Dealing with the Changing Landscape in the Manufacturing Workforce – Part 2

In Part 1 of this series, we outlined the transitional and educational challenges that the manufacturing workforce is facing.  We identified two specific tactics to address these challenges:   1) enticing baby boomers to stick around longer; and 2) proactively planning for a changing work culture.  The majority of the manufacturing workforce can retire at any moment.  Many of the potential replacements for these retirees are not projected to enter the manufacturing field.  What else can the manufacturing industry do to combat this employment gap?

Break the Stereotypes

Through history textbooks, media, and conversations with grandparents, today’s young workforce has come to believe that a career in manufacturing is a dirty, unappealing, and unstable career.  Why work with machinery when it has led to diseases early in life?  How would a maintenance job impact my social status?  When will my job be moved overseas or replaced with technology?  These questions are disheartening when, in fact, many manufacturing firms are now pristine, filled with some of the most cutting edge technology of our time, and offer loyal employment.  The social and economical benefits of a career in manufacturing need to be broadcast.  Jobs are returning to the United States amidst the tax reform and economical boost.  Today’s manufacturers need to spread this news, include it in their recruitment, and break the stereotypes.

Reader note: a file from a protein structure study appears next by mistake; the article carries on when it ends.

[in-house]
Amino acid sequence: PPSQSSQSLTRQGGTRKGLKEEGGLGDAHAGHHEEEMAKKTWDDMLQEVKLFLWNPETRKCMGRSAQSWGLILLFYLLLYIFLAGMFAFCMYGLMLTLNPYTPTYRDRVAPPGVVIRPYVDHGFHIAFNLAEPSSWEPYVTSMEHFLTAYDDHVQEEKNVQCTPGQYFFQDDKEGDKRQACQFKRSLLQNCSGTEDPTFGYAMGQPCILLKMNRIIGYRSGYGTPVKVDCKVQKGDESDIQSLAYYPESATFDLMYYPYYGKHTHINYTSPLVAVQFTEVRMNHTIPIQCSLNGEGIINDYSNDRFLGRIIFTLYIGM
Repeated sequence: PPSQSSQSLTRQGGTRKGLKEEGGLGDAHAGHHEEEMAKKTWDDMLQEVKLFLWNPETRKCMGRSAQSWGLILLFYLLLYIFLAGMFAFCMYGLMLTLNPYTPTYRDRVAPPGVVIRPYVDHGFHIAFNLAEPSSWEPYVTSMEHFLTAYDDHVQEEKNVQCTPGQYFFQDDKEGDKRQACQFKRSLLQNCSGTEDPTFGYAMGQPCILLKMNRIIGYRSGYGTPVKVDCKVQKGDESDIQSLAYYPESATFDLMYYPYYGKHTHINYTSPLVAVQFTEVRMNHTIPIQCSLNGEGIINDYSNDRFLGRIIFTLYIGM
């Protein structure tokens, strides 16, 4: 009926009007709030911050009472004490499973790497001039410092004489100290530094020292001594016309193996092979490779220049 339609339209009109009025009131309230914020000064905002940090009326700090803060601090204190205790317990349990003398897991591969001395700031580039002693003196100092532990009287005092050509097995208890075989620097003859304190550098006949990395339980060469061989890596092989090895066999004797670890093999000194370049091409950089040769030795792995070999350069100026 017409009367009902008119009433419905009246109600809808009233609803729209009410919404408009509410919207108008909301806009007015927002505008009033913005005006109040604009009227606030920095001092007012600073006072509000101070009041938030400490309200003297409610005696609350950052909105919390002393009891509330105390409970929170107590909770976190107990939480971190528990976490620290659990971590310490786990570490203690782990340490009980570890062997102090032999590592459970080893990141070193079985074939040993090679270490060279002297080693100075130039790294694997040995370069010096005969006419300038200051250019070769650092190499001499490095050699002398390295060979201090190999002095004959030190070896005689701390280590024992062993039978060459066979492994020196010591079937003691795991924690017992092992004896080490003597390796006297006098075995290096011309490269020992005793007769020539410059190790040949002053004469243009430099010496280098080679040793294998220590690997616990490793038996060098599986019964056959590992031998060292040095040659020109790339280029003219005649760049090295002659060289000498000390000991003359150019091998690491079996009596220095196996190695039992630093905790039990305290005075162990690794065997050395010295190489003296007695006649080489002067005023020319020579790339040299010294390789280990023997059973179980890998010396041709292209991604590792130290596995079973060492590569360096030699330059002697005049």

Develop STEM Skills

Many state governments, including here in New England, have identified STEM skills as critical for the future health of the economy.  In 2018, Real Jobs Rhode Island ( has three partnership programs for the manufacturing industry:

  • Leadership Development Partnership of Rhode Island
  • Phoenix Partnership
  • Rhode Island Manufacturing Growth Collaborative

These partnership programs foster collaboration among manufacturers, universities, and other agencies to train and develop STEM skills in the young workforce.  Local manufacturers have recently turned their attention to high school recruitment.  By expressing interest in teenagers, these manufacturers hope to build up early desires to pursue math and science – two areas of study that have recently seen low scoring.  Manufacturers need to engage the young work force and provide opportunities for training and education.   The development of STEM skills is vital if the industry hopes to maintain a consistent work force supply.

The landscape in manufacturing is definitely changing.  The actions taken by the industry in the next decade will be critical to its health.  There are many great resources available to manufacturing companies – and even more that can be created.  Let us do what we can to build up the next generation with knowledge and experience.